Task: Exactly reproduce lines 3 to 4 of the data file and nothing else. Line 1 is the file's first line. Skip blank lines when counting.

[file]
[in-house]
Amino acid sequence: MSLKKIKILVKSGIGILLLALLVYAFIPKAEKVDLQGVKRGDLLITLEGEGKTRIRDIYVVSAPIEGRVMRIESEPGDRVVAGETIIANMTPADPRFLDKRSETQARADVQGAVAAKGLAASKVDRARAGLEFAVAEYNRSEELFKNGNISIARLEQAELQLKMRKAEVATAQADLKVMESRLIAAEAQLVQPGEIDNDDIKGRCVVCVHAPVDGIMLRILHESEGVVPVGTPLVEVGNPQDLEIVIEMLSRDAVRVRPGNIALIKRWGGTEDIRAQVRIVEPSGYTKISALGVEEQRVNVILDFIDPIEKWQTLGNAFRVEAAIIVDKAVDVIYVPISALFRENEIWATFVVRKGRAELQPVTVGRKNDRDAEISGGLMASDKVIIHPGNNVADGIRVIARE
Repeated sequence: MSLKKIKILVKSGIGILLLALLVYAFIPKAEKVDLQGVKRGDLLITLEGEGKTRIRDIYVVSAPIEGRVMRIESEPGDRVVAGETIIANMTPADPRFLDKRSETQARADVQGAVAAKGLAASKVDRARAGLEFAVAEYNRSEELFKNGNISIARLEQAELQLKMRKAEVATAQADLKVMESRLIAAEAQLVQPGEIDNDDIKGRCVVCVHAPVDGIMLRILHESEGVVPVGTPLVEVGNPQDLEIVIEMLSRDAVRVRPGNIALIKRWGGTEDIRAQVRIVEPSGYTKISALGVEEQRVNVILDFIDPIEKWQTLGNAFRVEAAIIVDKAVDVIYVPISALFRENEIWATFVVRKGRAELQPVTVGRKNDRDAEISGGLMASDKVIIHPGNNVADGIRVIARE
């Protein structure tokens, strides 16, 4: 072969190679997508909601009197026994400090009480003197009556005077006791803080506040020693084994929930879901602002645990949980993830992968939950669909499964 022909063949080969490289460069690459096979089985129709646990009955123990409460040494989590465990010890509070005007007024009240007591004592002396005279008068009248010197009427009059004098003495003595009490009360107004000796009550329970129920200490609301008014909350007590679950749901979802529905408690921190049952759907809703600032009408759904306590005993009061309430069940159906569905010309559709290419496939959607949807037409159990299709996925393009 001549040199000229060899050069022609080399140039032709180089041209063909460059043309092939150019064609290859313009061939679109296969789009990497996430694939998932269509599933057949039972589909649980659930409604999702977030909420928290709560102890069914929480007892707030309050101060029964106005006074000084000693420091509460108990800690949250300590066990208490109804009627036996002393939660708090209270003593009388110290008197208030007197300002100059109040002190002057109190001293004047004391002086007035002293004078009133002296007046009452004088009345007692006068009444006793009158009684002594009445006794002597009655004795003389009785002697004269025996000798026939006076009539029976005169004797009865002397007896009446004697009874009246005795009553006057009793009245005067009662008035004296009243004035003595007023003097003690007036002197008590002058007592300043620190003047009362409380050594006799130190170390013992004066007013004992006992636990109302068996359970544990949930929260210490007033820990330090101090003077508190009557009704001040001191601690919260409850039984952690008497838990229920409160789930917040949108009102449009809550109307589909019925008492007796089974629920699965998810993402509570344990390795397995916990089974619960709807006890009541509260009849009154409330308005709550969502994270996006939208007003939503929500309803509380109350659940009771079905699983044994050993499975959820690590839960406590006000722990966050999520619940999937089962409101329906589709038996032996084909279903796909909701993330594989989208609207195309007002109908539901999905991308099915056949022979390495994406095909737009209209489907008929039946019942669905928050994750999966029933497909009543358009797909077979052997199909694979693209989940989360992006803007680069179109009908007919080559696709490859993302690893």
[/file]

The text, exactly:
Repeated sequence: MSLKKIKILVKSGIGILLLALLVYAFIPKAEKVDLQGVKRGDLLITLEGEGKTRIRDIYVVSAPIEGRVMRIESEPGDRVVAGETIIANMTPADPRFLDKRSETQARADVQGAVAAKGLAASKVDRARAGLEFAVAEYNRSEELFKNGNISIARLEQAELQLKMRKAEVATAQADLKVMESRLIAAEAQLVQPGEIDNDDIKGRCVVCVHAPVDGIMLRILHESEGVVPVGTPLVEVGNPQDLEIVIEMLSRDAVRVRPGNIALIKRWGGTEDIRAQVRIVEPSGYTKISALGVEEQRVNVILDFIDPIEKWQTLGNAFRVEAAIIVDKAVDVIYVPISALFRENEIWATFVVRKGRAELQPVTVGRKNDRDAEISGGLMASDKVIIHPGNNVADGIRVIARE
């Protein structure tokens, strides 16, 4: 072969190679997508909601009197026994400090009480003197009556005077006791803080506040020693084994929930879901602002645990949980993830992968939950669909499964 022909063949080969490289460069690459096979089985129709646990009955123990409460040494989590465990010890509070005007007024009240007591004592002396005279008068009248010197009427009059004098003495003595009490009360107004000796009550329970129920200490609301008014909350007590679950749901979802529905408690921190049952759907809703600032009408759904306590005993009061309430069940159906569905010309559709290419496939959607949807037409159990299709996925393009 001549040199000229060899050069022609080399140039032709180089041209063909460059043309092939150019064609290859313009061939679109296969789009990497996430694939998932269509599933057949039972589909649980659930409604999702977030909420928290709560102890069914929480007892707030309050101060029964106005006074000084000693420091509460108990800690949250300590066990208490109804009627036996002393939660708090209270003593009388110290008197208030007197300002100059109040002190002057109190001293004047004391002086007035002293004078009133002296007046009452004088009345007692006068009444006793009158009684002594009445006794002597009655004795003389009785002697004269025996000798026939006076009539029976005169004797009865002397007896009446004697009874009246005795009553006057009793009245005067009662008035004296009243004035003595007023003097003690007036002197008590002058007592300043620190003047009362409380050594006799130190170390013992004066007013004992006992636990109302068996359970544990949930929260210490007033820990330090101090003077508190009557009704001040001191601690919260409850039984952690008497838990229920409160789930917040949108009102449009809550109307589909019925008492007796089974629920699965998810993402509570344990390795397995916990089974619960709807006890009541509260009849009154409330308005709550969502994270996006939208007003939503929500309803509380109350659940009771079905699983044994050993499975959820690590839960406590006000722990966050999520619940999937089962409101329906589709038996032996084909279903796909909701993330594989989208609207195309007002109908539901999905991308099915056949022979390495994406095909737009209209489907008929039946019942669905928050994750999966029933497909009543358009797909077979052997199909694979693209989940989360992006803007680069179109009908007919080559696709490859993302690893």